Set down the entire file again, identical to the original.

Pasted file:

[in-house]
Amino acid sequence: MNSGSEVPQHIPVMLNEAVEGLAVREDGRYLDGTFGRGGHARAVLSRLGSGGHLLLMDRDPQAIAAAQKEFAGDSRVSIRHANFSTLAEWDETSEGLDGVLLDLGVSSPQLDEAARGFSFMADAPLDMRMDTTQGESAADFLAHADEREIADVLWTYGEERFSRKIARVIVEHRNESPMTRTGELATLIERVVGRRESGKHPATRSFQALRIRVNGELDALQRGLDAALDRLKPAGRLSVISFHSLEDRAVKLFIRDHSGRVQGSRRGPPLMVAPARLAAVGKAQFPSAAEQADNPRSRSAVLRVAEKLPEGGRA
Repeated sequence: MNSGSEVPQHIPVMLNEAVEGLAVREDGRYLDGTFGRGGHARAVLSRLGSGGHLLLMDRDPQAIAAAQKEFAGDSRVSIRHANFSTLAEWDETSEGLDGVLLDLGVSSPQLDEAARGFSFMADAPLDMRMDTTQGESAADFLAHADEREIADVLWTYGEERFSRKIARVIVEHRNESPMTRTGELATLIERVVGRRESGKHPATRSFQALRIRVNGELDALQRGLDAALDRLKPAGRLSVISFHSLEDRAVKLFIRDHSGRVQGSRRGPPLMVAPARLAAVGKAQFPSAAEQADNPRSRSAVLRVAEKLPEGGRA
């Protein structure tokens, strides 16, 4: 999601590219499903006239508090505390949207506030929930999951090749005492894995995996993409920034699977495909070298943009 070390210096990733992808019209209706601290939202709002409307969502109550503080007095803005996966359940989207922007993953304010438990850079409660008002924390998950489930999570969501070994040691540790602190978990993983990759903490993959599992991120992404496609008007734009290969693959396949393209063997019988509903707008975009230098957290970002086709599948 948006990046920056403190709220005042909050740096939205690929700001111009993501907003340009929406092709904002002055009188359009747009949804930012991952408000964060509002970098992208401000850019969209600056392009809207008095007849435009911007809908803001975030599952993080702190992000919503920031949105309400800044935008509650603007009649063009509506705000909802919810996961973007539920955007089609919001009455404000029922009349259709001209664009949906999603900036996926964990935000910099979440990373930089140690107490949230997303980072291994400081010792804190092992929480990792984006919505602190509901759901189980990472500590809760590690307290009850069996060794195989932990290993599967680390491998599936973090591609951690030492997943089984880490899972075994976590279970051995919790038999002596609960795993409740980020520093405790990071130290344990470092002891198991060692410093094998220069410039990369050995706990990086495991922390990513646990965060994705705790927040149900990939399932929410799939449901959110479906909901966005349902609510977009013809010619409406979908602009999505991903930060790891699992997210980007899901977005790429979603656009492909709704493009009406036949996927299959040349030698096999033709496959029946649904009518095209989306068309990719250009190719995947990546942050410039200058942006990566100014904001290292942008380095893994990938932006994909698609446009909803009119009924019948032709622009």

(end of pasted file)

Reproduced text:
[in-house]
Amino acid sequence: MNSGSEVPQHIPVMLNEAVEGLAVREDGRYLDGTFGRGGHARAVLSRLGSGGHLLLMDRDPQAIAAAQKEFAGDSRVSIRHANFSTLAEWDETSEGLDGVLLDLGVSSPQLDEAARGFSFMADAPLDMRMDTTQGESAADFLAHADEREIADVLWTYGEERFSRKIARVIVEHRNESPMTRTGELATLIERVVGRRESGKHPATRSFQALRIRVNGELDALQRGLDAALDRLKPAGRLSVISFHSLEDRAVKLFIRDHSGRVQGSRRGPPLMVAPARLAAVGKAQFPSAAEQADNPRSRSAVLRVAEKLPEGGRA
Repeated sequence: MNSGSEVPQHIPVMLNEAVEGLAVREDGRYLDGTFGRGGHARAVLSRLGSGGHLLLMDRDPQAIAAAQKEFAGDSRVSIRHANFSTLAEWDETSEGLDGVLLDLGVSSPQLDEAARGFSFMADAPLDMRMDTTQGESAADFLAHADEREIADVLWTYGEERFSRKIARVIVEHRNESPMTRTGELATLIERVVGRRESGKHPATRSFQALRIRVNGELDALQRGLDAALDRLKPAGRLSVISFHSLEDRAVKLFIRDHSGRVQGSRRGPPLMVAPARLAAVGKAQFPSAAEQADNPRSRSAVLRVAEKLPEGGRA
């Protein structure tokens, strides 16, 4: 999601590219499903006239508090505390949207506030929930999951090749005492894995995996993409920034699977495909070298943009 070390210096990733992808019209209706601290939202709002409307969502109550503080007095803005996966359940989207922007993953304010438990850079409660008002924390998950489930999570969501070994040691540790602190978990993983990759903490993959599992991120992404496609008007734009290969693959396949393209063997019988509903707008975009230098957290970002086709599948 948006990046920056403190709220005042909050740096939205690929700001111009993501907003340009929406092709904002002055009188359009747009949804930012991952408000964060509002970098992208401000850019969209600056392009809207008095007849435009911007809908803001975030599952993080702190992000919503920031949105309400800044935008509650603007009649063009509506705000909802919810996961973007539920955007089609919001009455404000029922009349259709001209664009949906999603900036996926964990935000910099979440990373930089140690107490949230997303980072291994400081010792804190092992929480990792984006919505602190509901759901189980990472500590809760590690307290009850069996060794195989932990290993599967680390491998599936973090591609951690030492997943089984880490899972075994976590279970051995919790038999002596609960795993409740980020520093405790990071130290344990470092002891198991060692410093094998220069410039990369050995706990990086495991922390990513646990965060994705705790927040149900990939399932929410799939449901959110479906909901966005349902609510977009013809010619409406979908602009999505991903930060790891699992997210980007899901977005790429979603656009492909709704493009009406036949996927299959040349030698096999033709496959029946649904009518095209989306068309990719250009190719995947990546942050410039200058942006990566100014904001290292942008380095893994990938932006994909698609446009909803009119009924019948032709622009």